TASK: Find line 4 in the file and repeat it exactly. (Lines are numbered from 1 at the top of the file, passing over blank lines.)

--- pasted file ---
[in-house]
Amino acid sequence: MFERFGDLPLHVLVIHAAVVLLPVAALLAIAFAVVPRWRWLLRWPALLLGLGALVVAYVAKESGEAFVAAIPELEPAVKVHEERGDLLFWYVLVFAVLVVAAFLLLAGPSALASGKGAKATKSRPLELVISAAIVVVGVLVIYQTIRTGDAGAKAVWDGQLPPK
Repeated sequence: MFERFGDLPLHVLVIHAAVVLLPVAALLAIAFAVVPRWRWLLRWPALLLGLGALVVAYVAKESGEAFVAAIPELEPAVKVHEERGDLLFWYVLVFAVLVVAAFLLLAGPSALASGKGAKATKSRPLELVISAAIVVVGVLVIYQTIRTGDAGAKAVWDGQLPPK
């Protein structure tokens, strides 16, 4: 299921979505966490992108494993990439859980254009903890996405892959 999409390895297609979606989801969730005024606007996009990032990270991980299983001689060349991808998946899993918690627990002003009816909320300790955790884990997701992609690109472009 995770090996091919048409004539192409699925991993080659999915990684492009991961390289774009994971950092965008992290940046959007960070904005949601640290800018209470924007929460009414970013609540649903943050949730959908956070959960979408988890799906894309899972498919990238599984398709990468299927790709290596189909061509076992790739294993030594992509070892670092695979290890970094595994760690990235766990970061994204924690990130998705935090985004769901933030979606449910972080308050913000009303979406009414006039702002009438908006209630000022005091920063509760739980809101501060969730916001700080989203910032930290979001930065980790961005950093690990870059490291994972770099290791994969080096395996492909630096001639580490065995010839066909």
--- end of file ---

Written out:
């Protein structure tokens, strides 16, 4: 299921979505966490992108494993990439859980254009903890996405892959 999409390895297609979606989801969730005024606007996009990032990270991980299983001689060349991808998946899993918690627990002003009816909320300790955790884990997701992609690109472009 995770090996091919048409004539192409699925991993080659999915990684492009991961390289774009994971950092965008992290940046959007960070904005949601640290800018209470924007929460009414970013609540649903943050949730959908956070959960979408988890799906894309899972498919990238599984398709990468299927790709290596189909061509076992790739294993030594992509070892670092695979290890970094595994760690990235766990970061994204924690990130998705935090985004769901933030979606449910972080308050913000009303979406009414006039702002009438908006209630000022005091920063509760739980809101501060969730916001700080989203910032930290979001930065980790961005950093690990870059490291994972770099290791994969080096395996492909630096001639580490065995010839066909």